A basketball court is no longer just a court after Japanese artist “Taxa”brings his touches to it. The Japanese street artist talks to Ha Rin Choiabout his inspirations, challenges and how his art ties with the Spirit of the NBA
There are many reasons why one would pursue a dream or a feeling. Often these pursuits are spurred by inspiration. And award-winning Japanese street artist, “Taxa”, is filled with it. The artist attributes his creativity to his many travels, which have taken him from Canada to South Africa and Hong Kong to New Zealand. Though great distances have been covered, it is all about the journey of the heart for him. “I’ve been doing what I like to do, which led me to become an artist.”
One thing the artist is sure about is that living in foreign countries has made him want to know more about his own roots in traditional and old Japanese culture.
His skills have been in the spotlight at multiple high-profile international street art festivals, such as Hong Kong’s street art and mural festival, HKwalls, in 2017 and 2021. He also showed off his talents at the Meeting of Styles in Manila in 2018.
In 2016, he was the finalist of Secret Walls x Hong Kong series 4. Furthermore, he won the Hong Kong Vans Asia Custom Culture Competition in 2017.
The artist has now turned to basketball court designs.
In this next chapter, Taxa joins hands with Hennessy and the National Basketball Association (NBA) in the much-anticipated global artistic collaboration “Hennessy In The Paint” where he puts his art on a local basketball court in an attempt to revitalise this local community space in a meaningful way. He infuses several drawings and figures to deliver messages and support the local community.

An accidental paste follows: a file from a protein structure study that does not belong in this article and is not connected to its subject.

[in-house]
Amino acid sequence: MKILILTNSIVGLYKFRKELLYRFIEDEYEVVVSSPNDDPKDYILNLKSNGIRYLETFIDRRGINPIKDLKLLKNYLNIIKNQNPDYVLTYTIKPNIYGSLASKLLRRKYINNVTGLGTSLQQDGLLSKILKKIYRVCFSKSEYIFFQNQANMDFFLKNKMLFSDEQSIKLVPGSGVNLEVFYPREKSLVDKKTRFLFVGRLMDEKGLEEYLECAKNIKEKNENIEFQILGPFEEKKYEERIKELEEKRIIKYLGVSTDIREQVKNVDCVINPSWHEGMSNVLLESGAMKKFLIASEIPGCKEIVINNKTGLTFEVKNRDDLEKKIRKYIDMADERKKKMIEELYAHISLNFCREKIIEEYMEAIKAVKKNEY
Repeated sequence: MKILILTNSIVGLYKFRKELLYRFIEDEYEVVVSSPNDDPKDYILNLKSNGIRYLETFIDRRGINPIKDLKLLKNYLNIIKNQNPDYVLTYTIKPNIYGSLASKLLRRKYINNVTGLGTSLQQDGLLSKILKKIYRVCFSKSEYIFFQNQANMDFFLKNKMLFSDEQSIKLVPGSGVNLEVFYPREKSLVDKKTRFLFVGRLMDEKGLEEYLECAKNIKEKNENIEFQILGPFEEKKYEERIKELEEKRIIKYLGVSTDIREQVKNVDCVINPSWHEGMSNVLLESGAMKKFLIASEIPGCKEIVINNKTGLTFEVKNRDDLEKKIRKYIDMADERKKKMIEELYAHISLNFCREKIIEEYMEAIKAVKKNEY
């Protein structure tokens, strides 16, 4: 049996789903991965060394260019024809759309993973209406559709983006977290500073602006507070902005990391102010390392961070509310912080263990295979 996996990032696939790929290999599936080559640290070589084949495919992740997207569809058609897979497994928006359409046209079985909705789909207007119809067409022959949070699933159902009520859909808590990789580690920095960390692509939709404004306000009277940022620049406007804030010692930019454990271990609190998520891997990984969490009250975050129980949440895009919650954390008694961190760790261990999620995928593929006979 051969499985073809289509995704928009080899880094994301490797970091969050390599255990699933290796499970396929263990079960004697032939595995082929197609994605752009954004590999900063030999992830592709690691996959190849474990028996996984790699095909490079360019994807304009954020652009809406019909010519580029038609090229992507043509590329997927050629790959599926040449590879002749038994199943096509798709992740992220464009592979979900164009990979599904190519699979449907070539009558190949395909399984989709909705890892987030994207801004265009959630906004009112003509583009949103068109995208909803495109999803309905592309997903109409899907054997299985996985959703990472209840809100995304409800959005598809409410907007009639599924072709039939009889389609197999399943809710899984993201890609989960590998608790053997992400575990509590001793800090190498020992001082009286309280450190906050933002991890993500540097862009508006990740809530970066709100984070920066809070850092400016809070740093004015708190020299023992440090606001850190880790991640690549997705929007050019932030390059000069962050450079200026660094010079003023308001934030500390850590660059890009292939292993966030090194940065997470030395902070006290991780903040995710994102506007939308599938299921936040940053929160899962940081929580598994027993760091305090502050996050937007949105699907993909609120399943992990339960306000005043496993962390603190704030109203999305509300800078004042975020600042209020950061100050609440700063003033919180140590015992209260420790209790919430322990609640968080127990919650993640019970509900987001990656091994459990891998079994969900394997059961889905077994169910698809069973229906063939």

Taxa highlights the importance of connection throughout his basketball court design. “Two huge hands on the court symbolise emotions of wanting/trying to reach out for someone or something which can be anything your heart desires to connect to,” he explains.
Inside the centre circle, the design visualises the way of connecting and blending. While it also includes the Hong Kong skyline lights to show energy, emotions, and a fast-paced lifestyle.
Taxa found that balance is most important for a basketball court. As too detailed and colourful designs can distract players, he focused on finding the right equilibrium between layout and colours. He also emphasised the technical side, “White lines need to stand out (to show the markings clear). So I used contrasting colours (like pink and navy) around the white lines to make them more distinctive.”
Taxa doesn’t believe that skills magically become better – it requires hard work and determination. “The only way to improve my art is to keep doing and carry on little by little,” he said. That is also why the project with Hennessy is meaningful to him.
“It […] is one of the coolest projects I’ve worked on,” he says. “I never thought I would get an opportunity to design a basketball court, and I’m proud to be the artist for this project. No matter what you do, you’ll have a hard time, and I still do from time to time. So I just carried on with what I needed to do. And I will continue [doing that]. Art is my game, and the game never stops.”